Cloudy Homebrew – Clarifying and Clearing your Brews

Jun 23, 2012 by

Thanks to many decades worth of mass produced highly refined and excruciatingly filtered alcoholic drinks coming out of the big breweries it is now very easy to get your hands on an entirely clear, perfectly see-through beer, cider or wine. Big commercial brewers filter their brew. They strip it of all the live yeast and basically bottle a “dead” product. Many small breweries, and virtually all home brewers, bottle a brew that still contains live yeast, this is how we get carbonation. So naturally there is more likelihood of producing a cloudy homebrew than a clear one. There used to be a time when a crystal clear beer was unheard of and cloudy beers were the norm, but now a cloudy brew is almost looked down upon as an inferior product.

The strange thing is that this has virtually nothing to do with taste or quality. It’s a purely visual issue. And although it is perfectly good to drink a cloudy home brew beer, cider or wine, many people prefer the now all too common sight of a crystal clear brew and won’t accept anything less. To be honest I don’t blame them. I’d prefer a perfectly clarified brew over a cloudy one too, so here are some tips on how to turn your cloudy homebrew into a crystal clear prize winning beer, cider or wine.

Let’s take a Cider clarification process as an example. The first and most obvious step is to refrigerate your brew. Refrigeration should help with the clarification process as it causes most of the solids in the drink (yeast cells and non-microbiological particles (NMPs)) to fall and form a sediment at the bottom of the bottle. But if this isn’t producing a clear enough drink then it’s likely that the original fruit juice used was high in a fruit protein known as pectin. The cloudiness of the brew is caused by many, virtually weightless, particles floating in the drink. They eventually bind together and become heavy enough to fall into the sediment below, however when pectin is present it prevents the binding process so the particles continue to float.

The best way to defeat pectin haze and to force further clarification is to use a fining agent. These agents work by attaching themselves to the suspended particles and dragging them down to the sediment. One easily obtained ingredient is clear, plain gelatin. Dissolve it in a little warm sterile water and add it to your bottle. A fining agent known as Bentonite is also good to use. I’ve also heard that Egg Whites can be used for clarification in the same way. In fact they’ve been used for hundreds of years to clear haze from wines throughout history.

Another good method for aiding clarification is the rapid cooling of the brew. A sparkling clear beer for instance can be brewed by cooling the wort to just above freezing until it becomes slushy. This procedure somewhat reduces the need for further clarification. A long, slow cooling however does not give a good cold break in the same way rapid cooling does and more NMPs become trapped in suspension producing the dreaded chill haze and sometimes a sulfur-like aftertaste in the brew.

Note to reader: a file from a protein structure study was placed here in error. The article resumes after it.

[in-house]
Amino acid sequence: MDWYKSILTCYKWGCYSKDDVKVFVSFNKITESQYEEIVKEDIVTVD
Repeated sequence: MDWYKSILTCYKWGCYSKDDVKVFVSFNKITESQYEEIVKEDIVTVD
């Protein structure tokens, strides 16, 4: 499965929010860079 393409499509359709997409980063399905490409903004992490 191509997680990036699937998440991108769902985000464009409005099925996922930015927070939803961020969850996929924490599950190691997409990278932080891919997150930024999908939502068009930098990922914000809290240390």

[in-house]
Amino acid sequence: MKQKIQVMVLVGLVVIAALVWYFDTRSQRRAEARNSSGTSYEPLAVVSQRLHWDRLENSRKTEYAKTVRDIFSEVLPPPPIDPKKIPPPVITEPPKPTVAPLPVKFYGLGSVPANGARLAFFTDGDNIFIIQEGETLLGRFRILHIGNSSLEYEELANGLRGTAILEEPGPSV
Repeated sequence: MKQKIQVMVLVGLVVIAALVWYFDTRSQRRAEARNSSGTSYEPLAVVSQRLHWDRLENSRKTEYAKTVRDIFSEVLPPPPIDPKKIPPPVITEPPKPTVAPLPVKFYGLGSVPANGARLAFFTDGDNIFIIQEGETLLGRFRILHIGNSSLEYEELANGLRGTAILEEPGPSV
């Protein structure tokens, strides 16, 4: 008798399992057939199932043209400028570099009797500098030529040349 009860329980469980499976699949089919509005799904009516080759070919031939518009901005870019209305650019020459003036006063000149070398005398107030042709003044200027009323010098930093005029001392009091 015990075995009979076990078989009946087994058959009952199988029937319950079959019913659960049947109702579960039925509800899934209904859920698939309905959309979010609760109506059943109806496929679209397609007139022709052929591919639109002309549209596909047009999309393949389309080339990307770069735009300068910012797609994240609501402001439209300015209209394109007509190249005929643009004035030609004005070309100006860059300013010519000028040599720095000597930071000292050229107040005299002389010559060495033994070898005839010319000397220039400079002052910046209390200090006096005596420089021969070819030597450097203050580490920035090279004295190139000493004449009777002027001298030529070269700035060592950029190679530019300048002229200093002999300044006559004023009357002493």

A few good things to do to help prevent the cloudiness from forming to begin with is to reduce the time the brew is open to the air before pitching your yeast. The longer your juice sits waiting to begin fermenting, the more possibilities there are for wayward ambient flora and fauna to invade. Unless you brew in a sterile lab environment, there are bacteriae, wild yeast, and many other creatures in your brewery just waiting for a snack. If you’re making beer then you will need to try to chill the liquid down after boiling and pitch the yeast within an hour of the end of boil. If that’s not possible, then keep it covered/sealed until it is cool enough.

Sanitation is the key. All equipment must be not only clean but also sanitized. Chlorine bleach, iodine, really hot water, autoclave… whatever method you choose, you cannot get your equipment “too sanitary”. This includes all items that come in contact with the brew after boiling – bottles, spoons, hydrometer and test jar, pots and pans, lids, caps, etc. etc

Finally, just to clarify, the particles that cause haze and cloudiness are actually perfectly ok to drink, in fact they’re said to promote good health throughout the body. I’m not too sure why we are trained to view cloudy drinks as a bad thing. But then again there’s nothing better than a beautifully clear brew!

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